users. It also introduces the legislation controlling the use of substances.
Neuroscience or Physiology
Explore the functions of the different brain regions and neuronal cell types, or develop concepts of physiological control systems and the link between changes in cellular and systemic function.
Placement year (optional)
You have the opportunity to take a work placement during your third year. The below modules would be Year Four for placement students.
Learn practical research techniques, including a review of scientific writing and critical appraisals of published work, as well
as oral presentations and plagiarism.
Considers sources, types and mechanisms of action of selected natural and synthetic toxic chemicals. It also covers how toxicity can be assessed.
Learn about drug development and the mode of action of selected drug types. You'll also look at diseases of the human endocrine system and the advances in cellular and molecular techniques.
Current Topics in Pharmacology
Study recent advances and developments in pharmacology and the research techniques used to study molecular pharmacology.
Current Topics in Neuroscience
With reference to new research techniques and equipment, discuss current hot topics in molecular and cellular neuroscience,
including learning and memory, stem cells, and the molecular basis of human neurological and psychiatric illnesses.
Current Topics in Physiology
Discuss advances in molecular, cellular and organ physiology and gain an appreciation of the research techniques used to study
processes such as signaling, hormonal regulation and cardio-protection.
The below modules would be Year Five for placement students.
Prepare for engagement in medical and science writing, education and policy making, where communicating knowledge
to national and international audiences is key.
MBiol Research Project
This substantial independent research project runs for the whole of your final year giving you the opportunity to explore and
expand your research skills in an area that interests you.
View the full course specification
Please note that course specifications may be subject to change
Careers and employability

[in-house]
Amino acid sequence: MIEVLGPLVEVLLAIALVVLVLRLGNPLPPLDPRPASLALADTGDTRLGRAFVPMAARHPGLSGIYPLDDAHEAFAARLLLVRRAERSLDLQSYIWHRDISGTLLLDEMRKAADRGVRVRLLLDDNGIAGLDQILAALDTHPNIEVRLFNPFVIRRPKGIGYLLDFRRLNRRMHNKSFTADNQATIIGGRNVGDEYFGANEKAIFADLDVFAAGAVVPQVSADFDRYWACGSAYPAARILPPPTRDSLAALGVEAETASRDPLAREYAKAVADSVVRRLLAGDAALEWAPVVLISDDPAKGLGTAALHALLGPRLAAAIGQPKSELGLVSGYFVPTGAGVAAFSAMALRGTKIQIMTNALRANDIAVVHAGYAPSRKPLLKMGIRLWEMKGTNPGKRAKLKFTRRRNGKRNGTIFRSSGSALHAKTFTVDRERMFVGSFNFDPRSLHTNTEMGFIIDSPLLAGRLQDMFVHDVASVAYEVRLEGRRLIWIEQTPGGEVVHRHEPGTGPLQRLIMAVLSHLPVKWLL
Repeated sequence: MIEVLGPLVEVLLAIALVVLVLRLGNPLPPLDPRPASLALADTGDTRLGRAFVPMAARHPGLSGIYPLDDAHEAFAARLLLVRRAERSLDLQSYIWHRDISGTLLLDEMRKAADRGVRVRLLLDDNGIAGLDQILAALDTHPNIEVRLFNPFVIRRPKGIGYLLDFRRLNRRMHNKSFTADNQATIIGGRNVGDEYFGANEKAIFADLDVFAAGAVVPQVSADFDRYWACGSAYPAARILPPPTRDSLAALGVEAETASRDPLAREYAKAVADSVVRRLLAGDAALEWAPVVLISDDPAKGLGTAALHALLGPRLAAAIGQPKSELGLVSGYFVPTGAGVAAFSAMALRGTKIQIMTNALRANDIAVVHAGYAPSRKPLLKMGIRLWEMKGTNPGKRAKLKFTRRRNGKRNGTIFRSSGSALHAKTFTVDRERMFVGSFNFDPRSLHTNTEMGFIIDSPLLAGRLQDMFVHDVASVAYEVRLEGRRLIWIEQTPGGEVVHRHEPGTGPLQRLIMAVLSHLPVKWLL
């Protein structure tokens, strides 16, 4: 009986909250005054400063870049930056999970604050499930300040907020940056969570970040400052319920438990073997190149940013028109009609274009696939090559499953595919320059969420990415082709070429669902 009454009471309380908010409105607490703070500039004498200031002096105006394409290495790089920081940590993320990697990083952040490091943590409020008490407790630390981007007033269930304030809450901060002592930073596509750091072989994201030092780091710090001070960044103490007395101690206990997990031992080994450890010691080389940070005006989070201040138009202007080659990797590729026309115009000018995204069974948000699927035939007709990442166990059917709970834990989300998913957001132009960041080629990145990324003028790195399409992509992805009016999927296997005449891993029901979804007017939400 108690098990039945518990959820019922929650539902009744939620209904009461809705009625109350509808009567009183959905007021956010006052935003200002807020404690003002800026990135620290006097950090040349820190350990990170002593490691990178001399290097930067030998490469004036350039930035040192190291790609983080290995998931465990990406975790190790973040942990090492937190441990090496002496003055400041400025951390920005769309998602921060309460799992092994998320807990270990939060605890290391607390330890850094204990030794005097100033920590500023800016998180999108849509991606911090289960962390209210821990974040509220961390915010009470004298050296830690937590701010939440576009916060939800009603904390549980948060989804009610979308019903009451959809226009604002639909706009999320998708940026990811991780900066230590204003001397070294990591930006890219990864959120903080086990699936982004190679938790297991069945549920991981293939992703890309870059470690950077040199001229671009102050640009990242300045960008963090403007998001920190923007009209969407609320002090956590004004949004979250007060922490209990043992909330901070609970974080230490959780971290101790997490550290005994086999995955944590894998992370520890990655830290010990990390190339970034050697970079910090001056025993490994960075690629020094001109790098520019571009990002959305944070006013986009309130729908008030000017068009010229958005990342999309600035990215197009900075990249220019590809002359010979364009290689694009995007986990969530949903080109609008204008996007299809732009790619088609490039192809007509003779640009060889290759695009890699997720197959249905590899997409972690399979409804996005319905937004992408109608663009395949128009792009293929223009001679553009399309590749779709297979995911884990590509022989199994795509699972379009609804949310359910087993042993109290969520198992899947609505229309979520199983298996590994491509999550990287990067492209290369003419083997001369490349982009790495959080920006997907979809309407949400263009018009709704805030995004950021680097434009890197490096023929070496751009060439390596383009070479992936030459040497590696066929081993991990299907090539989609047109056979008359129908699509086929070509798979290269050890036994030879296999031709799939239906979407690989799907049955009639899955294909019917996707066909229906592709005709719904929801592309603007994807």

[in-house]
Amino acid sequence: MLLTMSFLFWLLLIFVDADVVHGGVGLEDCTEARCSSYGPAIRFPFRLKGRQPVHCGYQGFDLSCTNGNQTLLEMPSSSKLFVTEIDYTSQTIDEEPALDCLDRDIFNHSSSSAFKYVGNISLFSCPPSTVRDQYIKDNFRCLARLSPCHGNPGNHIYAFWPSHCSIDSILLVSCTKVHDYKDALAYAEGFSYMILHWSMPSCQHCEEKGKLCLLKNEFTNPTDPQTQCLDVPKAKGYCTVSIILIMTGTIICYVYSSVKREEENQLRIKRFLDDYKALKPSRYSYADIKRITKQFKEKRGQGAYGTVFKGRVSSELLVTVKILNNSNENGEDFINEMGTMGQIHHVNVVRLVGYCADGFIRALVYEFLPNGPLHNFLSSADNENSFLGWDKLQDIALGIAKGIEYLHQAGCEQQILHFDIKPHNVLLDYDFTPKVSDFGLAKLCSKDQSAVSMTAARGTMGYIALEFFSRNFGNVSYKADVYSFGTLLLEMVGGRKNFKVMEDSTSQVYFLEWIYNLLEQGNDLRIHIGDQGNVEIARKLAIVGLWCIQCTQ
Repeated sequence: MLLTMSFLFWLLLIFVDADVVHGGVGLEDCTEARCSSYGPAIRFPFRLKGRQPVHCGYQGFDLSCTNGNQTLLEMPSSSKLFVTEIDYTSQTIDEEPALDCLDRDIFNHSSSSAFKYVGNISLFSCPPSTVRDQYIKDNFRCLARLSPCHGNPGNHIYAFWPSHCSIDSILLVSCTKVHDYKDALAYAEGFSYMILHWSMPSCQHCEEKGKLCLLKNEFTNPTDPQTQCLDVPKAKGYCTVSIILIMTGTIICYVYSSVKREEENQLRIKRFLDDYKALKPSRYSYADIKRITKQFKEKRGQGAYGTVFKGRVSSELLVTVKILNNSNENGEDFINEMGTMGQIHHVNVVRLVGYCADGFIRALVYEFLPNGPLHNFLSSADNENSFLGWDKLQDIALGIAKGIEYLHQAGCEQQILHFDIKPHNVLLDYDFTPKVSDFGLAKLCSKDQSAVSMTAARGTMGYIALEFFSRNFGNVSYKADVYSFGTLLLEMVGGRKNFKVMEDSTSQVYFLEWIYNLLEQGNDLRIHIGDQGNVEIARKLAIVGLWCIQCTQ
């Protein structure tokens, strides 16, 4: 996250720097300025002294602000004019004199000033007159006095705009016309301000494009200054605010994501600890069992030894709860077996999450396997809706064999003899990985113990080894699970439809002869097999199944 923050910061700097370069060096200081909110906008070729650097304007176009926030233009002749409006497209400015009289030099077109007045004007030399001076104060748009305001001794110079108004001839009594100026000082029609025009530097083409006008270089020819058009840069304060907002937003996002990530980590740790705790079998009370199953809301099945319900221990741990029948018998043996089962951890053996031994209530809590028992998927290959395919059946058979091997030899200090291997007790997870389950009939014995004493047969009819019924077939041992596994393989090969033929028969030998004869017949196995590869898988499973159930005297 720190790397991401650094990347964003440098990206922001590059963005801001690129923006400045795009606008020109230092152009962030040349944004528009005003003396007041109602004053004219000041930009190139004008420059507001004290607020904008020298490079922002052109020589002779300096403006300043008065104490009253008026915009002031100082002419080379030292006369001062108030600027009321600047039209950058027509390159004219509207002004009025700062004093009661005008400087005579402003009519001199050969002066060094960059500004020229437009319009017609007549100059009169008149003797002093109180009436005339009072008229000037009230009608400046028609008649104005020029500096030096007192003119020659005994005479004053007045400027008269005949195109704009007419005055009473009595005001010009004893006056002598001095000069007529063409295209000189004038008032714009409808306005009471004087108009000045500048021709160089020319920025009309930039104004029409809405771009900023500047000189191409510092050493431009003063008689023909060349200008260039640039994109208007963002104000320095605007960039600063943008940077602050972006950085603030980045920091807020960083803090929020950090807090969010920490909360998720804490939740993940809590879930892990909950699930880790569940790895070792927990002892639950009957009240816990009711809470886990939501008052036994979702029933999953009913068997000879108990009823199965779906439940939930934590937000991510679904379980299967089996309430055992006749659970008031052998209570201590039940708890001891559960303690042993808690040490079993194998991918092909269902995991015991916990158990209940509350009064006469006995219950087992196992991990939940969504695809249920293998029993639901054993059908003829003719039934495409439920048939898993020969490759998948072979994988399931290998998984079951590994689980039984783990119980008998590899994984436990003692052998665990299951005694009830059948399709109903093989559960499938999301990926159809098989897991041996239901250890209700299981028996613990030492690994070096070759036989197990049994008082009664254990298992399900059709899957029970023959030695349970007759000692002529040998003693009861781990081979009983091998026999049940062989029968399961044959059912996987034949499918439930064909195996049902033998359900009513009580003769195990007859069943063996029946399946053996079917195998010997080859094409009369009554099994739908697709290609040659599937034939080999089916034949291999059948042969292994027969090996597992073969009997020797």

Your career development
As well as the Masters-level practical laboratory skills, this course will equip you with transferable skills in critical analysis and understanding, qualities and attributes necessary for a wide range of careers in industry, commerce, teaching, and research.
Our graduates usually seek research and development positions in the pharmaceutical and related industries including universities and hospitals. They also work in non-laboratory based activities such as:
- clinical trials
- regulatory affairs
Recent graduates are now working in the following roles:
- Boots - formulation scientist
- Convance - experimental officer
- GlaxoSmithKline - assay development scientist
- ITH Pharma - technical assistant.
Many of our graduates also choose to study further on an MPhil or PhD research degree.
Excellent placement opportunities
After Year Two, you have the opportunity to undertake a one years' work placement in industry, including overseas options. This will give you the chance to gain vital experience and put your knowledge into practice.
You will be assessed throughout the year and will be required to write a reflective report and diary. On completion of a successful placement, you will be eligible to receive an additional award - the Placement Diploma in Professional Practice, an excellent addition to your CV.
Recent Pharmacology and Bioscience students have secured placements in the following companies:
- Scott Bader
- British American Tobacco
- National Institute Medical Research
- Glenfield Hospital.